Digital currency: China orders financial institutions to end crypto services
A ban on financial firms and payment institutions from offering services related to cryptocurrency transactions has been placed by the Chinese government.
This was contained in a joint statement released by three Chinese industry bodies overseeing the financial sector on Tuesday.
The bodies are the National Internet Finance Association of China, China Banking Association; and the Payment and Clearing Association of China.
The country also warned retail traders to be cautious of the risks involved in cryptocurrency investments while also calling on member institutions to abide by existing regulatory provisions regarding digital currencies.
Under the ban, banks and online payments channels must not offer clients any service involving cryptocurrency, such as registration, trading, clearing and settlement.
“Recently, crypto currency prices have skyrocketed and plummeted, and speculative trading of cryptocurrency has rebounded, seriously infringing on the safety of people’s property and disrupting the normal economic and financial order,” the statement read.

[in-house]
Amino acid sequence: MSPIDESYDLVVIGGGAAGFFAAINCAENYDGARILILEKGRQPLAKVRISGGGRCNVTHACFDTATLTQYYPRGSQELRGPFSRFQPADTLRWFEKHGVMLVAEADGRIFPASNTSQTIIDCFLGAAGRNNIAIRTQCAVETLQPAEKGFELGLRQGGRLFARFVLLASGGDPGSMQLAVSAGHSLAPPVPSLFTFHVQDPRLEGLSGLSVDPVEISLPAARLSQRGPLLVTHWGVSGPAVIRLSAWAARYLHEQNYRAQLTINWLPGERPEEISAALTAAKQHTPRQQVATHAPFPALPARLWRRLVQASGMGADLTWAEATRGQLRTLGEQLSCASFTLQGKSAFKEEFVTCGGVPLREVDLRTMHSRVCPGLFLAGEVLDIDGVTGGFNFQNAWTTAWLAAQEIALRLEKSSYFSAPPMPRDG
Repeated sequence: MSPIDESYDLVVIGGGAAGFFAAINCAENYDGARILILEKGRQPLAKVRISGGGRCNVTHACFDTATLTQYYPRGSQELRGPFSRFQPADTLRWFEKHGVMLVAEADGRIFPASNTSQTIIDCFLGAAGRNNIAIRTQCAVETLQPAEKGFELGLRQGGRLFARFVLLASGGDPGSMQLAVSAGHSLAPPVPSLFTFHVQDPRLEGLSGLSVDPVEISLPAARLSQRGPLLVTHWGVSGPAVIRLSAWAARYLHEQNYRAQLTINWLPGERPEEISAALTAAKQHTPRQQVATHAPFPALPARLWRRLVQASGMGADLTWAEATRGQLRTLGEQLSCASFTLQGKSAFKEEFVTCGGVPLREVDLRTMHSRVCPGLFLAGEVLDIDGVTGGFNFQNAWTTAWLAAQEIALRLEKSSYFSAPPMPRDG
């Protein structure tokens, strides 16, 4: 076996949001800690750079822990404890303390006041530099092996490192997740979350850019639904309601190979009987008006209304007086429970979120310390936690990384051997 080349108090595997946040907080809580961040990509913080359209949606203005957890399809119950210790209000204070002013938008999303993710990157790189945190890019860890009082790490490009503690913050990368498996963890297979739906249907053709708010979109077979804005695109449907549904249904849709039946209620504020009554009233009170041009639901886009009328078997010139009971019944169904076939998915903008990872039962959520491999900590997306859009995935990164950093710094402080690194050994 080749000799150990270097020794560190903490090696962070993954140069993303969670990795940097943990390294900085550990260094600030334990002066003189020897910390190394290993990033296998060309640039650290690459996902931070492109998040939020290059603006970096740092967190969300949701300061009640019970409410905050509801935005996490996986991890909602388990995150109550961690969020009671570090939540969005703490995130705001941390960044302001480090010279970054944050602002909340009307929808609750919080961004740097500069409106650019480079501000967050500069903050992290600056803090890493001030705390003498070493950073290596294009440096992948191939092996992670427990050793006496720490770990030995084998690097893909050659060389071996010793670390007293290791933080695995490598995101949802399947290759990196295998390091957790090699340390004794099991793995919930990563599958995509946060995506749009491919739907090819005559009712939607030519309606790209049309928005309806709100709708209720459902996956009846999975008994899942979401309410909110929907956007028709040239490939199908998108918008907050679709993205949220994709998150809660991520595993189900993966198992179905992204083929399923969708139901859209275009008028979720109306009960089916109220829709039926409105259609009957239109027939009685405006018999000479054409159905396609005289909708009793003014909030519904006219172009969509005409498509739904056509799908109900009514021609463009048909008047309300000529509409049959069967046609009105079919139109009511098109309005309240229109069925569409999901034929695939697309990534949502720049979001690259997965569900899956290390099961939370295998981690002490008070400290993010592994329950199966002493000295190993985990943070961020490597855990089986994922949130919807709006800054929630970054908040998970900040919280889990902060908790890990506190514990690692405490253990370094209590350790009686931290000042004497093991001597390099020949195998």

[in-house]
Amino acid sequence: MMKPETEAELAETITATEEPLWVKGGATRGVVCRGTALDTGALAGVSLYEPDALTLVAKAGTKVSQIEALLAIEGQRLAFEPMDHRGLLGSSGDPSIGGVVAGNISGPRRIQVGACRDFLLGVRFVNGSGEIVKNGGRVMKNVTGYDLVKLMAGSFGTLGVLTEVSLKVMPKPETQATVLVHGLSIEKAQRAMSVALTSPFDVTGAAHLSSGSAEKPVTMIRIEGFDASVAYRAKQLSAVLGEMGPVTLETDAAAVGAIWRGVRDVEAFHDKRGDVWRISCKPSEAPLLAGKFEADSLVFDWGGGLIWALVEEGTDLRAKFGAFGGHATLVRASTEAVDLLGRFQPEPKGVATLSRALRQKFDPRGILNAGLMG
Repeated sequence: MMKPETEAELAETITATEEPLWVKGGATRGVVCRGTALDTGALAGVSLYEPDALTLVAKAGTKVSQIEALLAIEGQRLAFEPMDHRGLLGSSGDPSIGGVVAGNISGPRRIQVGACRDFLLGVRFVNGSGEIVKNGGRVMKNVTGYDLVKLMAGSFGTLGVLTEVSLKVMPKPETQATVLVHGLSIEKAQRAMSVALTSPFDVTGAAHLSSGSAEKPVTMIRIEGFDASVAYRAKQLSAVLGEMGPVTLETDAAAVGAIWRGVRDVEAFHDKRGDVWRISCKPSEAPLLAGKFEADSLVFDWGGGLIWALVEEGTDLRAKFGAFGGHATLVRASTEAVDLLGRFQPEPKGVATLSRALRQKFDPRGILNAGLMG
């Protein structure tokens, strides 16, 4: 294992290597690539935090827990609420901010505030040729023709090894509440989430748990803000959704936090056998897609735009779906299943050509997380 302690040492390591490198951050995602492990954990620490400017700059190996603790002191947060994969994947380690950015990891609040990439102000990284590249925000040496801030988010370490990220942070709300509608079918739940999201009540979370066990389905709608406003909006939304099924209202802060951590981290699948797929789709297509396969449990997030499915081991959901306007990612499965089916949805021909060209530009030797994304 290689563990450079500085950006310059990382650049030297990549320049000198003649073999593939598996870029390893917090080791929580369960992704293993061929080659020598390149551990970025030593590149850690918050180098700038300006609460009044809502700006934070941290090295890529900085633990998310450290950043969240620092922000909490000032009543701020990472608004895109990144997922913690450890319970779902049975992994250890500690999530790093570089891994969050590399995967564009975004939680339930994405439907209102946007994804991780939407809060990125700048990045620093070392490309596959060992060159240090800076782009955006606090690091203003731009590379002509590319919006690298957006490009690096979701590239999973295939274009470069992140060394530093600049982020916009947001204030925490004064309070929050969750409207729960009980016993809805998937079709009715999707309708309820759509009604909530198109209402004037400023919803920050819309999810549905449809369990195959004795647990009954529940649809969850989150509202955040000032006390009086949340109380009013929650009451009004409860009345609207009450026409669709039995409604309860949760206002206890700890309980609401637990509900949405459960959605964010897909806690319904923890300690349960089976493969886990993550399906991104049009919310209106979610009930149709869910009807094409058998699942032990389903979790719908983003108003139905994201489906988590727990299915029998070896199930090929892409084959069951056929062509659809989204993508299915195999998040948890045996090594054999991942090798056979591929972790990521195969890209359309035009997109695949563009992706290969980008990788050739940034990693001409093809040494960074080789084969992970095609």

China also banned crypto exchanges and initial coin offerings (IOCs) but has not barred individuals from holding cryptocurrencies.
According to the statement, these institutions must not provide saving, trust or pledging services of cryptocurrency, nor issue financial product related to cryptocurrency.
China’s financial regulators also noted the risks of cryptocurrency trading, saying that digital currencies “are not supported by real value”, their prices are “extremely easy” to manipulate, and trading contracts are not protected by Chinese law.
This is not the first time the East Asian country is placing restricting measures against the digital currency. In 2013, the financial regulators banned banks and payment companies from providing bitcoin-related services.
In September 2017, China banned IOCs and cryptocurrency trading platforms in a bid to protect investors and curb financial risks.
Also in June 2019, the People’s Bank of China said it would block access to all domestic and foreign cryptocurrency exchanges and initial coin offering websites, aiming to clamp down on all cryptocurrency trading with a ban on foreign exchanges.
Following the announcement, the value of the world’s cryptocurrencies declined by 2.5 percent to about $50 billion, pushing this week’s staggering losses to roughly $500 billion from a Wednesday high above $2.5 trillion.
Similarly, Bitcoin dropped by 7 percent from its intraday high on Tuesday.